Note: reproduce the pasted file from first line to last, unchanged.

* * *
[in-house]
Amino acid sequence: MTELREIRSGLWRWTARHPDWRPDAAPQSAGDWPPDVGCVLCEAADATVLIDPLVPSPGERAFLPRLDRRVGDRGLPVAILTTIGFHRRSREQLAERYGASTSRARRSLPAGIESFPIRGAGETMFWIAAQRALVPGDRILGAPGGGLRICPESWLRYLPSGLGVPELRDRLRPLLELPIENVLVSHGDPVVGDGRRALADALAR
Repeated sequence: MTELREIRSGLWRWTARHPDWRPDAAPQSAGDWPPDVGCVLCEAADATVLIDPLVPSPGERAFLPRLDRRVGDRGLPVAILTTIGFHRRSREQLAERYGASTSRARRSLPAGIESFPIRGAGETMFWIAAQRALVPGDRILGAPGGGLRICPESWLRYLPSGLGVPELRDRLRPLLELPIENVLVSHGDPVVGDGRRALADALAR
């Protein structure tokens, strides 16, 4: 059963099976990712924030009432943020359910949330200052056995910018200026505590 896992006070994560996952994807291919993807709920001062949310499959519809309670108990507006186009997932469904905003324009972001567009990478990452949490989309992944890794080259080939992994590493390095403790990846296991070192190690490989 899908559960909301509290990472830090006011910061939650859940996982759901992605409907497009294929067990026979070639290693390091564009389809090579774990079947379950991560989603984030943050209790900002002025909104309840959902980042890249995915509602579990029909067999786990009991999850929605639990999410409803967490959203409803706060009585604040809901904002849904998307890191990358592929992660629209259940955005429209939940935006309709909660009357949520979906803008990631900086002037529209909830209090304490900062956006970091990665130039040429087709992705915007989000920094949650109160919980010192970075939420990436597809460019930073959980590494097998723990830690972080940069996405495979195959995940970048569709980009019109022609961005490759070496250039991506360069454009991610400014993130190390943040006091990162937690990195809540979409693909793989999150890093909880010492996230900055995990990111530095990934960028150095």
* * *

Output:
[in-house]
Amino acid sequence: MTELREIRSGLWRWTARHPDWRPDAAPQSAGDWPPDVGCVLCEAADATVLIDPLVPSPGERAFLPRLDRRVGDRGLPVAILTTIGFHRRSREQLAERYGASTSRARRSLPAGIESFPIRGAGETMFWIAAQRALVPGDRILGAPGGGLRICPESWLRYLPSGLGVPELRDRLRPLLELPIENVLVSHGDPVVGDGRRALADALAR
Repeated sequence: MTELREIRSGLWRWTARHPDWRPDAAPQSAGDWPPDVGCVLCEAADATVLIDPLVPSPGERAFLPRLDRRVGDRGLPVAILTTIGFHRRSREQLAERYGASTSRARRSLPAGIESFPIRGAGETMFWIAAQRALVPGDRILGAPGGGLRICPESWLRYLPSGLGVPELRDRLRPLLELPIENVLVSHGDPVVGDGRRALADALAR
């Protein structure tokens, strides 16, 4: 059963099976990712924030009432943020359910949330200052056995910018200026505590 896992006070994560996952994807291919993807709920001062949310499959519809309670108990507006186009997932469904905003324009972001567009990478990452949490989309992944890794080259080939992994590493390095403790990846296991070192190690490989 899908559960909301509290990472830090006011910061939650859940996982759901992605409907497009294929067990026979070639290693390091564009389809090579774990079947379950991560989603984030943050209790900002002025909104309840959902980042890249995915509602579990029909067999786990009991999850929605639990999410409803967490959203409803706060009585604040809901904002849904998307890191990358592929992660629209259940955005429209939940935006309709909660009357949520979906803008990631900086002037529209909830209090304490900062956006970091990665130039040429087709992705915007989000920094949650109160919980010192970075939420990436597809460019930073959980590494097998723990830690972080940069996405495979195959995940970048569709980009019109022609961005490759070496250039991506360069454009991610400014993130190390943040006091990162937690990195809540979409693909793989999150890093909880010492996230900055995990990111530095990934960028150095």